Bus driving ‘burly bandit’ pleads guilty to 11 bank robberies in 6 Northeast states

By David Sharp, AP
Saturday, October 2, 2010

‘Burly bandit’ pleads guilty to 11 robberies

PORTLAND, Maine — A Greyhound bus driver the FBI nicknamed the “burly bandit” stole more than $100,000 in a string of bank robberies in the Northeast and spent most of it on strip clubs, restaurants, sports memorabilia and other items before he was arrested in July, prosecutors say.

Robert Ferguson, 47, of Lowell, Mass., pleaded guilty Friday in U.S. District Court in Bangor to 11 bank robberies in a crime spree that began in April in Buffalo, N.Y., and ended with his arrest in Maine. Several of the robberies took place in communities on his bus route, prosecutors said.

Richard DesLauriers, the head of the FBI’s Boston office, U.S. Attorney Thomas Delahanty II and other law enforcement officials credited assistance from the public in nabbing Ferguson.

“It’s heartening to see that the people of Maine are willing to step forward and contact police when they think they have evidence of a crime,” Delahanty told reporters. “It made the difference in this case.”

Assistant U.S. Attorney Nancy Torresen, who’s handling the criminal case in Bangor, said law enforcement officials believe Ferguson stole about $107,000 from the 11 banks and credit unions in upstate New York, Massachusetts, Rhode Island, Vermont, New Hampshire and Maine.

Nearly $11,000 was seized from his bus, along with some cash Ferguson had in his wallet, Torresen said. He told authorities he’d already spent the rest, she said.

The stolen cash fueled some purchases for his car, including stereo equipment, as well as some high-priced outings like the Blue Man Group in Boston, a Charlie Daniels Band concert, and a Mother’s Day dinner at an exclusive steakhouse, according to federal prosecutors.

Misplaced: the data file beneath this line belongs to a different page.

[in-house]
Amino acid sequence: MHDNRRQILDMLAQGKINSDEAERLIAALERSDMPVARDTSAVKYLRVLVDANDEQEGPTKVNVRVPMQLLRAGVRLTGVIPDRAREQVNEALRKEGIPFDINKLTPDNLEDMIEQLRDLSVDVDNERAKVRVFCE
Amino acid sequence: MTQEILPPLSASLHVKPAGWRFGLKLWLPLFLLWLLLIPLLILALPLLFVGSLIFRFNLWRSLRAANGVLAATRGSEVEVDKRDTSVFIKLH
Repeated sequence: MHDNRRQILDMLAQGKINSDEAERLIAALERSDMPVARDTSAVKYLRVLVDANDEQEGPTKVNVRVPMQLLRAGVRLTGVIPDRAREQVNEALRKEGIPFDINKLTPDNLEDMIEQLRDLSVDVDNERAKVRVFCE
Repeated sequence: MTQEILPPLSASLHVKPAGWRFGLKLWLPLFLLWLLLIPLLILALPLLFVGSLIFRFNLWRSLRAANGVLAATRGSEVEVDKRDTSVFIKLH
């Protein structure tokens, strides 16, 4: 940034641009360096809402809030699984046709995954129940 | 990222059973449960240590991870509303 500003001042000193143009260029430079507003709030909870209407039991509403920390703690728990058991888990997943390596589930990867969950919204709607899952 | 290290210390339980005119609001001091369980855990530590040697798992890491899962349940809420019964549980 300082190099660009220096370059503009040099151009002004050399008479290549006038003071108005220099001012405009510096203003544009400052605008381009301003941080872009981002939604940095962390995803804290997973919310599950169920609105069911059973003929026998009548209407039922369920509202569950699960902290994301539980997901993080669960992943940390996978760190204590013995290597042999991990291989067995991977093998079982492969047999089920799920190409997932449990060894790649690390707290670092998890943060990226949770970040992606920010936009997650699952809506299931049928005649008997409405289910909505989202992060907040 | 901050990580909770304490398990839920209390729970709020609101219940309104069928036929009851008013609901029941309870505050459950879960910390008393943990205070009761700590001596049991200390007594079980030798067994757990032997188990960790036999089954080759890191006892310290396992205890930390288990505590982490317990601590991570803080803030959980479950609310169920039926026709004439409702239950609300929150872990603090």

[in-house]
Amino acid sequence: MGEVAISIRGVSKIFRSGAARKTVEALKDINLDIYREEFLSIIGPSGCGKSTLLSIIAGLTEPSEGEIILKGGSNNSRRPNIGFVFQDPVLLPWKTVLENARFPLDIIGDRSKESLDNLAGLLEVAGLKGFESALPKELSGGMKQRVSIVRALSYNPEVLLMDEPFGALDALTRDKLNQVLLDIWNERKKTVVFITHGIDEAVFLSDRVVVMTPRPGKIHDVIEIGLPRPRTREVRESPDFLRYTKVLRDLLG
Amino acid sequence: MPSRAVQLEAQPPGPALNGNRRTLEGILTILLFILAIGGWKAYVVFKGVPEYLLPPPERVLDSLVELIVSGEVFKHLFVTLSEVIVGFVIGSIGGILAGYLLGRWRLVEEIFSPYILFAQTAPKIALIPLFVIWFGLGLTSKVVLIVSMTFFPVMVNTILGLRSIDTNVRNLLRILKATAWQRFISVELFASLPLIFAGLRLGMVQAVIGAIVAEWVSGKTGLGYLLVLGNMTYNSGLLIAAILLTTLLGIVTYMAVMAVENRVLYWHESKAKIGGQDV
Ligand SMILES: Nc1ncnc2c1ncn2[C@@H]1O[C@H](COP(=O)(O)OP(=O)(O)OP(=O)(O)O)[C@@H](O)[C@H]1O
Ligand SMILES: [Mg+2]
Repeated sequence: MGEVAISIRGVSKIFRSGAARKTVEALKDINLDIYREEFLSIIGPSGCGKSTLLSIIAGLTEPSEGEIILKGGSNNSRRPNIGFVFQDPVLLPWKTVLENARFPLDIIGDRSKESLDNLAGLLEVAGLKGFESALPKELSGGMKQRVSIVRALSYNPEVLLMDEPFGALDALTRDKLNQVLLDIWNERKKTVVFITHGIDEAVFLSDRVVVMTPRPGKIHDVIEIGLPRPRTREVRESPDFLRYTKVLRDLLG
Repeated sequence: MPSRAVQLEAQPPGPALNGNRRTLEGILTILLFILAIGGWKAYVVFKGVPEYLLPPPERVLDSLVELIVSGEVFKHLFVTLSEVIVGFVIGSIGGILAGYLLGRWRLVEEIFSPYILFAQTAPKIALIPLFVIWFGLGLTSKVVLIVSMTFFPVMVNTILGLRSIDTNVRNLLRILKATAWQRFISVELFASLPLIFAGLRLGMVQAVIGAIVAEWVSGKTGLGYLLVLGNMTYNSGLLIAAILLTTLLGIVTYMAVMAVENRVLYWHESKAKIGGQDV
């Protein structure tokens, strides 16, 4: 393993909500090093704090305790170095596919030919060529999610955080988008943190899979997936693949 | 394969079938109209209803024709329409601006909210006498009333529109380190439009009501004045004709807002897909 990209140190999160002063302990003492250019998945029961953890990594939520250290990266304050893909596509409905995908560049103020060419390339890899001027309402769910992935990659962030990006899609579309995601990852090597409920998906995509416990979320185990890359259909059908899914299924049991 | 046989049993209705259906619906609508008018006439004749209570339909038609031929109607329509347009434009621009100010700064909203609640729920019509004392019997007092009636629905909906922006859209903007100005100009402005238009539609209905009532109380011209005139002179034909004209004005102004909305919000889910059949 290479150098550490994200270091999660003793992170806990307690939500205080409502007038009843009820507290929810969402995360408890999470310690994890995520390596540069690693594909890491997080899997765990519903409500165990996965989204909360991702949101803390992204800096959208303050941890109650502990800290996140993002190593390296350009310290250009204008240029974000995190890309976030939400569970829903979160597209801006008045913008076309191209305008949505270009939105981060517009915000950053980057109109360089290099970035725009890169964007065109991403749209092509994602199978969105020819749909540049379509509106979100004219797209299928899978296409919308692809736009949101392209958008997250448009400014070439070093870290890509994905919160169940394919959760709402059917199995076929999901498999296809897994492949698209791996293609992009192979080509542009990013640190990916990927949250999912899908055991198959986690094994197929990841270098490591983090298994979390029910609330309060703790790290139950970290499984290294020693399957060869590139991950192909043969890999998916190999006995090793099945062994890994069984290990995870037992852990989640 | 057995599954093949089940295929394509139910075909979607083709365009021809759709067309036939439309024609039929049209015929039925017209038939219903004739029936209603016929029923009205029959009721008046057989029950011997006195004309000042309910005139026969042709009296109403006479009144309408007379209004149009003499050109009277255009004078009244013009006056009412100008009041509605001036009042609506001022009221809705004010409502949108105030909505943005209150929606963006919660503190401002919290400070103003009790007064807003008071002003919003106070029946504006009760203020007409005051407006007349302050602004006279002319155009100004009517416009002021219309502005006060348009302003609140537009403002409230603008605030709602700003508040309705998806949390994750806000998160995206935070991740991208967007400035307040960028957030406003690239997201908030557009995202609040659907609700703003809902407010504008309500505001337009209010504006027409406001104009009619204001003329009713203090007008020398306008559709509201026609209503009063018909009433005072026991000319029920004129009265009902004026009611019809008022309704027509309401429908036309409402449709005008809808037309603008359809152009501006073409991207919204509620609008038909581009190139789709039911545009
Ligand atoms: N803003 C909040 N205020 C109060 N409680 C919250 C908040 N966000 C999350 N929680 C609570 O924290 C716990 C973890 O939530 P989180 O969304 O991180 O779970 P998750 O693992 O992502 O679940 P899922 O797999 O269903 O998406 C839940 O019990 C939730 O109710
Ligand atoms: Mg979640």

Prosecutors say he was a big tipper at strip clubs, dropping $2,000 to $3,000 a night. He also bought sports memorabilia and other items, they said.

Law enforcement officials believed they were dealing with a long-haul trucker or someone in another occupation that required travel through the region. In July, the FBI dubbed the man responsible for the bank robberies the burly bandit because of his stocky build.

There could be additional charges in Connecticut. Federal and state charges are pending there and are being handled separately from the other 11 cases, Delahanty said.

For the robberies, Ferguson told law enforcement officials that he used a BB-gun designed to look like a Beretta handgun, as well as a pair of toy guns.

In Maine, police said Ferguson rented a U-Haul truck that he used for an unlikely getaway vehicle before robbing the Bangor Savings Bank in Orono.

He was arrested the next day thanks to several tips starting with a witness who reported seeing a U-Haul truck near the bank. Two workers at a Days Inn where Ferguson stayed recognized him on the bank’s surveillance video, and a U-Haul worker reported seeing Ferguson’s truck near the Bangor Savings Bank, officials said.

His lawyer, Jon Haddow, didn’t immediately return a call from The Associated Press after the hearing in Bangor. Ferguson faces sentences of up to 20 to 25 years in prison for each of the 11 counts. U.S. District Judge John Woodcock accepted the pleas but did not set a sentencing date.

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